The day he committed suicide seemed typical. His oldest brother and father were at a wrestling meet. He and his younger brother played video games and helped with the household chores. He waited until his mother went to take a bath, and closed his Siamese cat in the room with his brother, who was waiting for him. He walked into the living room and took his own life.

Today, the family struggles trying to understand the events of that day. Those struggles have included post-traumatic stress disorder, depression, suicidal thoughts and ideations. Their recovery has been a long journey with many ups and downs. October 9, 2010 was the day my son committed suicide. As noted, this tragic event occurs far too often. The stigma that surrounds suicide needs to be eradicated. Again, we, as a collective have failed to hear and understand the need of our community. Suicide should be openly discussed and the kid gloves need to be removed. If Alaskans continue to shy away from the problem, these needless deaths will continue.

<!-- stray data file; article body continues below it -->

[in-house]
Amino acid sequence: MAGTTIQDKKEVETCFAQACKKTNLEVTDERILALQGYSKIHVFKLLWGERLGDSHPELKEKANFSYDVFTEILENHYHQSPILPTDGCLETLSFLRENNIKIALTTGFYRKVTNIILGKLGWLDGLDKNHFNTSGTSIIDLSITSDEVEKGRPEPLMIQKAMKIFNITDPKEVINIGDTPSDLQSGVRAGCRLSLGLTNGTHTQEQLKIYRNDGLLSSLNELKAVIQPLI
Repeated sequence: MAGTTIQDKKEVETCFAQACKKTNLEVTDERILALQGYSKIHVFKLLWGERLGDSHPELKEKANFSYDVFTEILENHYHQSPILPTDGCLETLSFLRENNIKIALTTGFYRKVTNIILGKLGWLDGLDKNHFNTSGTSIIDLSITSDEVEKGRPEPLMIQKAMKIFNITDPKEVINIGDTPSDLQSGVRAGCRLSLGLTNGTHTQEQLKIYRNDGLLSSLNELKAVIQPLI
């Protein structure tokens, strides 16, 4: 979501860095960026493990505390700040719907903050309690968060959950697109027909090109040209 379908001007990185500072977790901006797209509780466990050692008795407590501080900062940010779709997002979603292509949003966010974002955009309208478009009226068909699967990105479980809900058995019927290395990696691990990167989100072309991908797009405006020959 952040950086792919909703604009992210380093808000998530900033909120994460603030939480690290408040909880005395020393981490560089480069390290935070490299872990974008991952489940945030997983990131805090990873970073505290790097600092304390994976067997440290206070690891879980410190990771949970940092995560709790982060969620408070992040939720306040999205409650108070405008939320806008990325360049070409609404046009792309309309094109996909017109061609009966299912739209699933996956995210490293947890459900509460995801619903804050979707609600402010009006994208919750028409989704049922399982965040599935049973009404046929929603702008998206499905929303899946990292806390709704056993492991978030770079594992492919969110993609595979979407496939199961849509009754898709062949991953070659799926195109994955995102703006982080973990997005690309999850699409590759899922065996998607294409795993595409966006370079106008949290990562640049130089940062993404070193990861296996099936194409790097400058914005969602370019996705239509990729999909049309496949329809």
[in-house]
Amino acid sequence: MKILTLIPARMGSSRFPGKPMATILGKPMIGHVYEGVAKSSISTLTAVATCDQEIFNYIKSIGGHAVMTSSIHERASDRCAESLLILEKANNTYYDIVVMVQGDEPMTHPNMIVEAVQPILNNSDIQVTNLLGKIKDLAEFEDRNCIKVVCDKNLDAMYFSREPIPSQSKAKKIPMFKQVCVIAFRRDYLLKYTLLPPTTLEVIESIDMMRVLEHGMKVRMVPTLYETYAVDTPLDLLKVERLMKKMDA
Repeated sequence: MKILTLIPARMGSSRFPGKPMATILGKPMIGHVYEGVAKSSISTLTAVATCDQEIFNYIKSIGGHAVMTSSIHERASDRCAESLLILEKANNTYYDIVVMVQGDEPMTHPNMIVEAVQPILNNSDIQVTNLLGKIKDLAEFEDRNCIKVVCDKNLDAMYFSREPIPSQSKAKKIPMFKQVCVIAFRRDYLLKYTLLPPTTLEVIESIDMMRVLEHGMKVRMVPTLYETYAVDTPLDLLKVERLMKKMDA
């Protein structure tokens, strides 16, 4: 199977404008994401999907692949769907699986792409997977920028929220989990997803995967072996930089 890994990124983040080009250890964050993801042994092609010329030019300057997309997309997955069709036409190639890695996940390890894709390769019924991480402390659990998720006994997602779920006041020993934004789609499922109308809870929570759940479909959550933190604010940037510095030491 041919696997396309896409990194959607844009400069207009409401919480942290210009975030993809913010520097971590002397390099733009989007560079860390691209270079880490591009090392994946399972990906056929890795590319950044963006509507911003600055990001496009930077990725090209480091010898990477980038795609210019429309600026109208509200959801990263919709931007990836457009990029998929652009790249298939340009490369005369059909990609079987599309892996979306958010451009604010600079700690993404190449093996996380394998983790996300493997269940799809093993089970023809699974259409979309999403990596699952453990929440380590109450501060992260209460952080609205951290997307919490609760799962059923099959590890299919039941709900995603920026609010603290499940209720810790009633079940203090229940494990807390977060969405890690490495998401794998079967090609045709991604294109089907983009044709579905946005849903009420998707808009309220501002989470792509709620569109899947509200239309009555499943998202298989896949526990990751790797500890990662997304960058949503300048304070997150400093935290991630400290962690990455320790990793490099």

Many programs do exist to assist with the awareness and prevention of suicide. Many of the programs found during this research have done a great deal to improve the awareness on suicide. The most apparent downfall for these organizations is again the lack of publicity and advertisement. Research continues to find ways to bring awareness and prevention to deal with suicide, but in order for it to succeed, everyone needs get involved. People mustn't relegate themselves to the sidelines; they must be active participants.

As we continue to lose friends and family to suicide, not only is it our responsibility to stand up and fight this issue, but also our governments must take responsibility to provide the necessary training, funding and research to battle suicide deaths. Not doing so is an injustice to those who have succumbed to suicide. Please stand up and help those who may not be able to help themselves.

Benjamin Manley has been married for 20 years. He is the father of four and has one granddaughter. He retired from the Army after 20 years. He says he wrote the commentary above because he has struggled every day trying to find an answer to the "why." He writes about that frustration here in hopes of encouraging others to take a stand against suicide.

Correction: An editing error resulted in an incorrect reference to the statewide suicide rate, listing it as "21.78 per 100 people." The error has been corrected above to "per 100,000 people."

The views expressed here are the writer's own and are not necessarily endorsed by Alaska Dispatch News, which welcomes a broad range of viewpoints. To submit a piece for consideration, email commentary(at)

For more newsletters click here